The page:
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Creating a Safe Recovery Environment

Parenting a child with an eating disorder is not normal parenting, or even normal caregiving. An eating disorder diagnosis affects every member of the family and the lifestyle of the family, just as it would with any grave illness. Creating a safe and supportive home environment for all family members during recovery is critical, but families often lack the crisis management skills and face stigma in the community when asking for help.

Although it is natural for parents to want to retain a sense of normalcy throughout recovery, families often find that it is necessary - and a relief - to make temporary changes in the home environment that prioritize treatment over work, school, socializing and other dailyl routines.

Some changes may become permanent as families learn new skills to manage the specific needs of their loved-one and to remain vigilant in order to head off future relapses. Parenting during treatment is often confusing and counter-intuitive; but one thing is clear, parenting the ill person and other siblings during the months of initial recovery is a true challenge.

Supporting Nutritional Rehabilitation

No matter the diagnosis, many of the tools parents need to employ during recovery do center around food. Nutritional rehabilitation requires 24/7 support or monitoring, even during outpatient treatment. Home is the ideal place for nutritional interventions as all family members need to eat, the patient does not need to travel to a clinic, meals can be planned in advance and a schedule of regular meals and snacks can be integrated into the family's regular schedule.

Families should work with their treatment teams to establish nutritional requirements (quality & quantity), and to decide who will be accountable and in charge of food at what stages of treatment and recovery. Although it was once believed that patients of all ages should be in charge of food decisions during recovery, the recommended treatment for adolescents has evolved to one where parents and caregivers (or inpatient staff) take the lead during the early stages.

Family Based Treatment/Maudsley puts parents in charge of what, when, and how much food the patient requires, until the patient is able to reliably take this responsibility back in an age-appropriate manner. For example, young children will continue to need guidence and have parents make food decisions through early adolescence. Some families call this the "Magic Plate" approach. For older teens and young adults, it is to be expected that they will be able to take over food choices and even food preparation as they move through the recovery process.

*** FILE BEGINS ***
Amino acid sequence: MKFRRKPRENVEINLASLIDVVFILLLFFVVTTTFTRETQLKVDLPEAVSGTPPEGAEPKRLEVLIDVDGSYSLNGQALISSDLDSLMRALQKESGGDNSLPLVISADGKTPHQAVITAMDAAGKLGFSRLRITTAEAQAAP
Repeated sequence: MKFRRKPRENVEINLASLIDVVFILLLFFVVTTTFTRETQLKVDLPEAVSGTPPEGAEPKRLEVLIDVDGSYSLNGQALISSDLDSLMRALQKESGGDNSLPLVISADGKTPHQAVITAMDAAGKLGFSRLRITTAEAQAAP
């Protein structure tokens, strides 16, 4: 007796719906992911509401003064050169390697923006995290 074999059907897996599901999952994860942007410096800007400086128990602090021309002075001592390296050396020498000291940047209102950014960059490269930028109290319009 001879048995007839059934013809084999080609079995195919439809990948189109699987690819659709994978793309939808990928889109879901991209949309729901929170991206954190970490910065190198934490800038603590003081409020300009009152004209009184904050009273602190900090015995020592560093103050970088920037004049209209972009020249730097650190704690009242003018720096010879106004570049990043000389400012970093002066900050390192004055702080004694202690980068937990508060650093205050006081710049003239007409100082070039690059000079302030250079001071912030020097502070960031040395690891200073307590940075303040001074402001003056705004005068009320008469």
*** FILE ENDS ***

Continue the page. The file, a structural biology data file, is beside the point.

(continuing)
For patients living at home, having regular family meals in which all members eat the same menu is often advised. For patients requiring inpatient stabilization and residential care, parents can learn skills and techniques for continuing the recovery process after release by attending family therapy, training sessions, and family week activities. Nutritionists and dieticians can be an excellent resource for parents in learning about dietary goals, the dynamics of the recovery process, and transitioning to normal eating.

One thing parents should remember is that some kind of nutritional support or meal supervision will be necessary at home, even with patients who have begun eating more independently in a residential setting. Changes from one level of care to another are common times for relapse, thus it is never too early to begin planning for the transition to supported eating at home.

Support for the Entire Family

As in any caregiving situation, there is also a need for parents to balance attention to other siblings, to the marriage, and to responsibilities outside the home. Every family will need to come up with their own strategy for balancing life and caregiving depending on the demands of work, school and finances.

Some strategies that families have found helpful are listed below:

  • Parents often decide to suspend any non-essential activities in the community
  • Many families find that a leave of absense from work or staggered shifts are necessary to make sure a parent is home at all times for meals and monitoring
  • Siblings need and deserve appropriate support and attention during recovery. (Family-Based Maudsley approach includes the entire family, including siblings, in the treatment)
  • Finding peer support can be very helpful: 
  • Parents often use the analogy of "if my child had cancer" to assess priorities; an eating disorder is a life-threatening emergency and deserves the same urgency and attention
  • Self-care, for parents and caregivers, should be considered a priority in order to keep the necessary focus and stamina needed for full and long-term recovery. It is not a luxury but a necessity to get enough sleep, emotional support, practical help, and respite.
  • Taking advantage of resources outside the eating disorder world which support caregiving, like the Caregiver Action Network.


Additional Information and Resources:


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F.E.A.S.T. is registered as a nonprofit organization under section 501(c)(3) of the United States Internal Revenue Code. Information on this site is meant to support, not replace, professional consultation. Unless otherwise noted, content is edited by F.E.A.S.T. volunteers with assistance from our Professional Advisory Panel.

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